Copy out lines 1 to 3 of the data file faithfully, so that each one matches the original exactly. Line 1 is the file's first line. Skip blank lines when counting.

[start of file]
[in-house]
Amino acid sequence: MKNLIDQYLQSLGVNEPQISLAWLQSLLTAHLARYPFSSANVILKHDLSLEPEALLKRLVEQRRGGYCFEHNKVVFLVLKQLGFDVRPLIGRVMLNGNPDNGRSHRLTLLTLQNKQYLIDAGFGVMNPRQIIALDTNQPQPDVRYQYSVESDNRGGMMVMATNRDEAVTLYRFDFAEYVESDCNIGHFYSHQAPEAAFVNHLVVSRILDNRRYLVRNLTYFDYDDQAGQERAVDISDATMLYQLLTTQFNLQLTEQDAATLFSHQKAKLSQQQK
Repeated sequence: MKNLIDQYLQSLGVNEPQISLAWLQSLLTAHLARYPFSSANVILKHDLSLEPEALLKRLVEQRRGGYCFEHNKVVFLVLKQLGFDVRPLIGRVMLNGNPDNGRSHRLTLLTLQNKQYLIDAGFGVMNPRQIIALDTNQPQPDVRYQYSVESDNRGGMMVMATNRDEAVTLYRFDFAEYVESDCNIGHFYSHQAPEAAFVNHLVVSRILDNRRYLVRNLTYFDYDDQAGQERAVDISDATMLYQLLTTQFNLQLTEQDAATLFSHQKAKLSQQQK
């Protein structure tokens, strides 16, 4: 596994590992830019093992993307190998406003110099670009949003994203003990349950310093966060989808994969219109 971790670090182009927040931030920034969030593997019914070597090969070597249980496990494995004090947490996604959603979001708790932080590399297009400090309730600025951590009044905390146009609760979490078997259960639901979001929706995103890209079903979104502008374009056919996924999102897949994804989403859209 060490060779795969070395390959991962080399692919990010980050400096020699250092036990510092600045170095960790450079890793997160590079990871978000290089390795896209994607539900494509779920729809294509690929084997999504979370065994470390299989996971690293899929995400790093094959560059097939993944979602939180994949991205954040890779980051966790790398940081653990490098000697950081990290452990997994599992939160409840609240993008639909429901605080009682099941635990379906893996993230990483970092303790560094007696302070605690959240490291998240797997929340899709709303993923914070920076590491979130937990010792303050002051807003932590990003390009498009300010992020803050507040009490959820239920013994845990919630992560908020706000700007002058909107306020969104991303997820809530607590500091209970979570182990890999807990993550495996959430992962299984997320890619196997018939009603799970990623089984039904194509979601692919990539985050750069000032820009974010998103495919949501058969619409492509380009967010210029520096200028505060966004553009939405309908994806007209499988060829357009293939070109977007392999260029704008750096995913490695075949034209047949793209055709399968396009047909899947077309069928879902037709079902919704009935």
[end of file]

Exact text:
[in-house]
Amino acid sequence: MKNLIDQYLQSLGVNEPQISLAWLQSLLTAHLARYPFSSANVILKHDLSLEPEALLKRLVEQRRGGYCFEHNKVVFLVLKQLGFDVRPLIGRVMLNGNPDNGRSHRLTLLTLQNKQYLIDAGFGVMNPRQIIALDTNQPQPDVRYQYSVESDNRGGMMVMATNRDEAVTLYRFDFAEYVESDCNIGHFYSHQAPEAAFVNHLVVSRILDNRRYLVRNLTYFDYDDQAGQERAVDISDATMLYQLLTTQFNLQLTEQDAATLFSHQKAKLSQQQK
Repeated sequence: MKNLIDQYLQSLGVNEPQISLAWLQSLLTAHLARYPFSSANVILKHDLSLEPEALLKRLVEQRRGGYCFEHNKVVFLVLKQLGFDVRPLIGRVMLNGNPDNGRSHRLTLLTLQNKQYLIDAGFGVMNPRQIIALDTNQPQPDVRYQYSVESDNRGGMMVMATNRDEAVTLYRFDFAEYVESDCNIGHFYSHQAPEAAFVNHLVVSRILDNRRYLVRNLTYFDYDDQAGQERAVDISDATMLYQLLTTQFNLQLTEQDAATLFSHQKAKLSQQQK